Robert Stottlemyer U.S. Geological Survey Biological Resources Division U.S. Geological Survey Fort Collins Science Center Nonlinear dynamics in ecosystem response to climatic change: Case studies and policy implications Expansion of forest stands into tundra in the Noatak National Preserve, northwest Alaska
Ronald J. Stouffer National Oceanic and Atmospheric Administration Geophysical Fluid Dynamics Laboratory Simulated and observed variability in ocean temperature and heat content Decadal Prediction Volcanic signals in oceans Reductions in labour capacity from heat stress under climate warming Global warming and Northern Hemisphere sea ice extent Assessing temperature pattern projections made in 1989 THE WCRP CMIP3 multimodel dataset: A new era in climate change research The next generation of scenarios for climate change research and assessment Industrial-era global ocean heat uptake doubles in recent decades An Overview of CMIP5 and the Experiment Design CLIMATE CHANGE: Stationarity Is Dead: Whither Water Management? Model projections of rapid sea-level rise on the northeast coast of the United States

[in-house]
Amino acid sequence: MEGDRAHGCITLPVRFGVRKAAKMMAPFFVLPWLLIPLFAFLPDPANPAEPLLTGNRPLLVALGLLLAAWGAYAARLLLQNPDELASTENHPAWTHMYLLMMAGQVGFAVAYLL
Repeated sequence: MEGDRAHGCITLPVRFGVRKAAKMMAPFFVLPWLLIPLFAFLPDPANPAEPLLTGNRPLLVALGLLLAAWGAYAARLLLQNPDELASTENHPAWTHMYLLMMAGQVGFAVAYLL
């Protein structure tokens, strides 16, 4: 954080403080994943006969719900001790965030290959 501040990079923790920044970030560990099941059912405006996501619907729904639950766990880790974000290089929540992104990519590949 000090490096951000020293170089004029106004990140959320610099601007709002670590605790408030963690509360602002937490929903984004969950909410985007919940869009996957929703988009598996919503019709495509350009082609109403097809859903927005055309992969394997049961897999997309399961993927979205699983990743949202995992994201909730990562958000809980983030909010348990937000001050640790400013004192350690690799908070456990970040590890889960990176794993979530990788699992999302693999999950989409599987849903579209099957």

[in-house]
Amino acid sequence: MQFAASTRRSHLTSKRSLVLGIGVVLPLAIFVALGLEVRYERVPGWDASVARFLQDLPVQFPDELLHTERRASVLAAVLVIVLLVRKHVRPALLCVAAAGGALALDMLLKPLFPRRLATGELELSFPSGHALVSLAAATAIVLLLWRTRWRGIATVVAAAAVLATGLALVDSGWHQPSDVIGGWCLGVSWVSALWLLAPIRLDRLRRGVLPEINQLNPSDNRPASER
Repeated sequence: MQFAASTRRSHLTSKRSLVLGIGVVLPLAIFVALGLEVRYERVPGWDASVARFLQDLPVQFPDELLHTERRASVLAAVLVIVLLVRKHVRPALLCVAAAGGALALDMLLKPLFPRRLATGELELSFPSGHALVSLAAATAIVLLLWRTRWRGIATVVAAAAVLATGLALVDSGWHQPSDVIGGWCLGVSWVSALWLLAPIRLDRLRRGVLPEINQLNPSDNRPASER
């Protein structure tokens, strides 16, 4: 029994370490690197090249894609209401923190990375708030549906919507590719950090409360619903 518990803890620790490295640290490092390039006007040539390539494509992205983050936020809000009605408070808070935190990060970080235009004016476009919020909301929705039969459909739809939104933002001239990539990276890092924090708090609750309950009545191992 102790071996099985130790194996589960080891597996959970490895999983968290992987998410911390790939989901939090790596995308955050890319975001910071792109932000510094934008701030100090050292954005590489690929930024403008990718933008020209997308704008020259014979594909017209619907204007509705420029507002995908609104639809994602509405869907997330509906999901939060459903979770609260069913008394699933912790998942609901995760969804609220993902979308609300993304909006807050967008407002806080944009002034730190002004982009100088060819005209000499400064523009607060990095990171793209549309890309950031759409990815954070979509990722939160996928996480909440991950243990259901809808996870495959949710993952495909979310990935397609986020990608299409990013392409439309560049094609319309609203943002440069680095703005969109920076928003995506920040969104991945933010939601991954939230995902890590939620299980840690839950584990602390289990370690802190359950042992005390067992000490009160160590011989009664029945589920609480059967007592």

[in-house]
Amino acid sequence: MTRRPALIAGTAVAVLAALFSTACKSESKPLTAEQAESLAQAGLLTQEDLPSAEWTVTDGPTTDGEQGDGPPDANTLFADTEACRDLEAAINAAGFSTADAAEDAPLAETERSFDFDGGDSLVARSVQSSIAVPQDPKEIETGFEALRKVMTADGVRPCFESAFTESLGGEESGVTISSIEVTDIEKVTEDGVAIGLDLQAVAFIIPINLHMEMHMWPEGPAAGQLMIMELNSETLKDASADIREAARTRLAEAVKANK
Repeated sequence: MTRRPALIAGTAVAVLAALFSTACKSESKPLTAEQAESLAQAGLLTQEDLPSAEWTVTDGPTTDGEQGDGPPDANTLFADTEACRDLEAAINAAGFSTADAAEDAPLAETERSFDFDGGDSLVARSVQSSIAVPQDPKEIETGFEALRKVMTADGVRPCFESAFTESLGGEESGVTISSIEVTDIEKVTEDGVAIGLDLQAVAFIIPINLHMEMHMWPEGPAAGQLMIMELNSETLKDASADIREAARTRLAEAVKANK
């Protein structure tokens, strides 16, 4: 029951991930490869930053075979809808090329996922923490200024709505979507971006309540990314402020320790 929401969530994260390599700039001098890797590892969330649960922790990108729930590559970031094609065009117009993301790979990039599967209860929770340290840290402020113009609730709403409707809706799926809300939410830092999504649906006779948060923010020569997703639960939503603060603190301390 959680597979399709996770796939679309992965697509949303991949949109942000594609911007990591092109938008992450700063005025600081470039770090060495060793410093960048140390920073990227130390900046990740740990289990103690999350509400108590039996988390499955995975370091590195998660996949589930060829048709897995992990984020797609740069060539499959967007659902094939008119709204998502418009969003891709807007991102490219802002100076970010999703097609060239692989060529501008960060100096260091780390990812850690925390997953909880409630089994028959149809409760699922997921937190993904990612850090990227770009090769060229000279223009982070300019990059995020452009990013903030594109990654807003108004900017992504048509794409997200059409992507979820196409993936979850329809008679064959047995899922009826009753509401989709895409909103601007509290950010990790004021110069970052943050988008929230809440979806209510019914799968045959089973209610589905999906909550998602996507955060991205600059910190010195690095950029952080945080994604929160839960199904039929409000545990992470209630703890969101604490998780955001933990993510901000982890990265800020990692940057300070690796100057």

Laura M. Stough 0000-0002-0313-5045 Texas A&M University College Station Children With Disabilities in the Context of Disaster: A Social Vulnerability Perspective
Daniel B. Stover 0000-0001-9029-0133
Douglas A. Stow San Diego State University Evidence and Implications of Recent Climate Change in Northern Alaska and Other Arctic Regions
Jennifer D. Stowell 0000-0001-6879-7149 Emory University Department of Environmental Health The impact of climate change and emissions control on future ozone levels: Implications for human health
Paul C. Stoy 0000-0002-6053-6232 Montana State University Department of Land Resources and Environmental Sciences The increasing importance of atmospheric demand for ecosystem water and carbon fluxes
Normand R. St-Pierre 0000-0002-9399-4061 The Ohio State University Department of Animal Sciences Economic losses from heat stress by US livestock industries
Matt St. Pierre